Key Highlights About Dr. Clarence Pruitt:
First Black person to graduate from and teach at the University of Oregon Dental School
Often provided free dental care to low-income families in northeast Portland
Prominent leader in Portland’s African American community
Clarence Pruitt was the first African American to graduate from and later teach at the University of Oregon Dental School (now the Oregon Health & Science University School of Dentistry).
Pruitt was born on January 17, 1927, in Hot Springs, Arkansas. He earned a scholarship to Wilberforce University in Ohio. Before his decision to become a dentist, he worked for a year as a waiter on a railroad line and saved money for graduate school.
In 1950, Pruitt was accepted to the University of Oregon Dental School. As a first-year student in 1951, he received a scholarship for his second year in the program from the state system of higher education. He won the scholarship the following year, as well. While in dental school, he faced discrimination as the only African American in his class, and he was denied admission to several campus fraternities because of his race.
In 1954, he earned his D.M.D.,becoming the first African American to graduate from the School of Dentistry. Following graduation, he served two years as a dental officer in the U.S. Air Force, stationed in Las Vegas. After his stint in the air force, the summer of 1956, Pruitt joined the University of Oregon Dental School faculty as an instructor in the crown and bridge department.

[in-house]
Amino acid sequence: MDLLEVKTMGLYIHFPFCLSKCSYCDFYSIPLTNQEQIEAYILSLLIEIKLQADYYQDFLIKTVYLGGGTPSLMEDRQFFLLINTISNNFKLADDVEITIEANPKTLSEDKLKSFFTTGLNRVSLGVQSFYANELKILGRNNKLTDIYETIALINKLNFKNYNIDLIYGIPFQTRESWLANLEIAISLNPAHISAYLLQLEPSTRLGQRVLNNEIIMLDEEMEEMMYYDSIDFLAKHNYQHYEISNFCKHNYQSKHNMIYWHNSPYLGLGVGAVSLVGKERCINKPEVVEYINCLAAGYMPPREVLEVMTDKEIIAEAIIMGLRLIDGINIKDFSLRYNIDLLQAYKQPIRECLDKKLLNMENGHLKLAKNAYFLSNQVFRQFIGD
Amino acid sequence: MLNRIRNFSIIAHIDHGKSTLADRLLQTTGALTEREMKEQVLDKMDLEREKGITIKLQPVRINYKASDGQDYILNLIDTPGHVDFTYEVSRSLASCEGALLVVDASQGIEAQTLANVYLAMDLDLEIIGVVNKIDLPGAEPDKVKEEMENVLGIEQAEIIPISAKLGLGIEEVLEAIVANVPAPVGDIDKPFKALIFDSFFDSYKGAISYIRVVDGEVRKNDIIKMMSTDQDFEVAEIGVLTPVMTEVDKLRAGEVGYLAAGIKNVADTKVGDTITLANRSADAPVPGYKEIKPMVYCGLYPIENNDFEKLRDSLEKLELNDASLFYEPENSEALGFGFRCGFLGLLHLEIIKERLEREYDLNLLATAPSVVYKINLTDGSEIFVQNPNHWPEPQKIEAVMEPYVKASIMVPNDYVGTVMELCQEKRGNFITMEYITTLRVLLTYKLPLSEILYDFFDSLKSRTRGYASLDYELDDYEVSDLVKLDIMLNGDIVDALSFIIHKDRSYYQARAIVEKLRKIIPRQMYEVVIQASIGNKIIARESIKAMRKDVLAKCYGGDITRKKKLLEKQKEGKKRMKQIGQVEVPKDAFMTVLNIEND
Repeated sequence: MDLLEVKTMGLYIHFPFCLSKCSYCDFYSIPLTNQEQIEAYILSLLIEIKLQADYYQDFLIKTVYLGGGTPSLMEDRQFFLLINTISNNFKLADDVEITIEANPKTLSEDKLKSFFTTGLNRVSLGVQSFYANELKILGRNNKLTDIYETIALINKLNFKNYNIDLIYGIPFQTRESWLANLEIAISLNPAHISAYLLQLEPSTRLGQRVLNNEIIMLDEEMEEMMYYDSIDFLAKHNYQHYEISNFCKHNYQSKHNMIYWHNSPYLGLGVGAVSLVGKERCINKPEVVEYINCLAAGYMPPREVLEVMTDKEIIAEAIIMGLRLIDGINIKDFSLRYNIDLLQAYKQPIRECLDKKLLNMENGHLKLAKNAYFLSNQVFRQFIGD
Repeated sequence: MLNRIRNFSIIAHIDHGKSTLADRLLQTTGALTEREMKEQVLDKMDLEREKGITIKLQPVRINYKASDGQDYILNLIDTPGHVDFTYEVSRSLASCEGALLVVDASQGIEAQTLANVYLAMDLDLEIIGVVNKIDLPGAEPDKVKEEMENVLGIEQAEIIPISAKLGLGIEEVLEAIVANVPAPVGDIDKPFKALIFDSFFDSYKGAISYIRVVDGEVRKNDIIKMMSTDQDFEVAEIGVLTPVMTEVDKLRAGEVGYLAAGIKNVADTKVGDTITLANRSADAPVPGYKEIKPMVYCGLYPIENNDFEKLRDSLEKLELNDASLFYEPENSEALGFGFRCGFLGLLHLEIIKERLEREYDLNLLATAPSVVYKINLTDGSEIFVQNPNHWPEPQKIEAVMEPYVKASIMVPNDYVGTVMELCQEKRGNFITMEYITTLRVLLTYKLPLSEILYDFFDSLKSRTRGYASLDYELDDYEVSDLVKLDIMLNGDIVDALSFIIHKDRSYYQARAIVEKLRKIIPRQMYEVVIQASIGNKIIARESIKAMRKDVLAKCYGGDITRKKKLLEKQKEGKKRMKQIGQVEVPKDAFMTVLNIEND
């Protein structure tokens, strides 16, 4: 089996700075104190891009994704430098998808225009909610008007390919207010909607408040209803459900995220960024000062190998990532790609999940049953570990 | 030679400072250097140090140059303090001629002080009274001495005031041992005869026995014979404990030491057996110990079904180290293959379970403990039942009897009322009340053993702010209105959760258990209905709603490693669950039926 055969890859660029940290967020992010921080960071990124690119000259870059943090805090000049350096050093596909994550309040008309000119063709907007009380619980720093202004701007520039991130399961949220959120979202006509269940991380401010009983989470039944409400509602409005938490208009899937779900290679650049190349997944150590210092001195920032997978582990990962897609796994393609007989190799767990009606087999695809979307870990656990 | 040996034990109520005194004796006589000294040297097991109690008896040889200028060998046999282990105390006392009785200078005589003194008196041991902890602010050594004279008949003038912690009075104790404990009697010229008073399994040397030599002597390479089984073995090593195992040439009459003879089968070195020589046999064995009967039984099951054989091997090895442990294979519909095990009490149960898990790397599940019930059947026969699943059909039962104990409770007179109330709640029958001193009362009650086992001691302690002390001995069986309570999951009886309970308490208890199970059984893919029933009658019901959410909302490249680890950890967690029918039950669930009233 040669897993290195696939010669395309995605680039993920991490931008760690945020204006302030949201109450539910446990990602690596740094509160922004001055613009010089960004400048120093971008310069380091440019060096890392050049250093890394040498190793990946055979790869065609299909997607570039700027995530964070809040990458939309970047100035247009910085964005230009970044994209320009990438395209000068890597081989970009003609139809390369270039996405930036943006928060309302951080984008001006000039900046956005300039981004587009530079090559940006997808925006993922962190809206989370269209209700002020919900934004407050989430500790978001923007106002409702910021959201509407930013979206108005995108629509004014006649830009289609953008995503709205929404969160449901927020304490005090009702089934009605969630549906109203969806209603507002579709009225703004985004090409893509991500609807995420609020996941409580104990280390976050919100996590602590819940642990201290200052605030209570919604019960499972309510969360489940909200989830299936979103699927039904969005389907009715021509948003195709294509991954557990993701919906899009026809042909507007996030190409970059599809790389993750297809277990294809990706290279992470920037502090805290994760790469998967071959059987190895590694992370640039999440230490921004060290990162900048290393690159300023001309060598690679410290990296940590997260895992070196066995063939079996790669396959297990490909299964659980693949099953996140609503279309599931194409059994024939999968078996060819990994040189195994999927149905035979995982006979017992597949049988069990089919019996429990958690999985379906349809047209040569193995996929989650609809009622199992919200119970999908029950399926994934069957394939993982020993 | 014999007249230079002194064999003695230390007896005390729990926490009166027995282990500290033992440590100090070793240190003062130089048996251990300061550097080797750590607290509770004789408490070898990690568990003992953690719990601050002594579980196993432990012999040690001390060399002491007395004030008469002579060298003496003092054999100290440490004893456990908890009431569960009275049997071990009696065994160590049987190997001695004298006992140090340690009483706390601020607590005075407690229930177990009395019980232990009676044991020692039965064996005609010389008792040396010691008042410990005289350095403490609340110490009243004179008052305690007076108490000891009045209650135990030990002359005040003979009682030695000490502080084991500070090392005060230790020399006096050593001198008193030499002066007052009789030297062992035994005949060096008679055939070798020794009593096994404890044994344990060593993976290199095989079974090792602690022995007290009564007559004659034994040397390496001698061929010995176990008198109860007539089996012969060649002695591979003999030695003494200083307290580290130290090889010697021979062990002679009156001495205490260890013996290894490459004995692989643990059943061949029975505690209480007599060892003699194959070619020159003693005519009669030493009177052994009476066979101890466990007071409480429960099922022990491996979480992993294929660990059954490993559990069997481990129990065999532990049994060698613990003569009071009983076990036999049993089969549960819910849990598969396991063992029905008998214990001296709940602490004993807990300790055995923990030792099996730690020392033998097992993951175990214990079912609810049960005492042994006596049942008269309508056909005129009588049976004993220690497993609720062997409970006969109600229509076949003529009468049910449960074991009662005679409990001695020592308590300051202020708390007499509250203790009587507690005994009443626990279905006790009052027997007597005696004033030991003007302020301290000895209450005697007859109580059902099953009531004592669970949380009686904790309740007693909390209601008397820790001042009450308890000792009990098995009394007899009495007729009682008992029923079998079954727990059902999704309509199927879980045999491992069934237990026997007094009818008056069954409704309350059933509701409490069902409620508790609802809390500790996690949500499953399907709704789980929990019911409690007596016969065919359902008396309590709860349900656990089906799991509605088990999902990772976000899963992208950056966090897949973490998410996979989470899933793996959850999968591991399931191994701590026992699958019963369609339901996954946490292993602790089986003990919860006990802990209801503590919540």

Pruitt and Larry Lundeen, a white dentist, applied for office space in the Medical Arts building. Gerard Macnamara, the building manager, rejected the application because of Pruitt’s race, stating he was carrying out the policy of the owners. It was the first time an applicant was rejected because of race in the building’s twenty-five-year history.
The Urban League of Portland reported the incident, which was reported in the Oregonian. In response, the Portland District Dental Society adopted a resolution condemning the owners of any building owner who refused office space to members of the society because of race, religion, or national origin. Pruitt eventually gained office space in the Selling Building, the first African American to establish a dental practice in that building.
For years, Pruitt volunteered his services to dental clinics in Portland’s public schools. He also provided free dental care to low-income families in northeast Portland.
Pruitt was also a prominent leader in Portland’s African American community. He was a member of the Urban League and served as president of the local chapter of the National Association for the Advancement of Colored People. He was a principal in the Alpha Development and Investment Corporation, formed in 1964 to develop housing units from the 1960s through the 1980s. Dr. Clarence Pruitt died in 2009 at the age of eighty-two.
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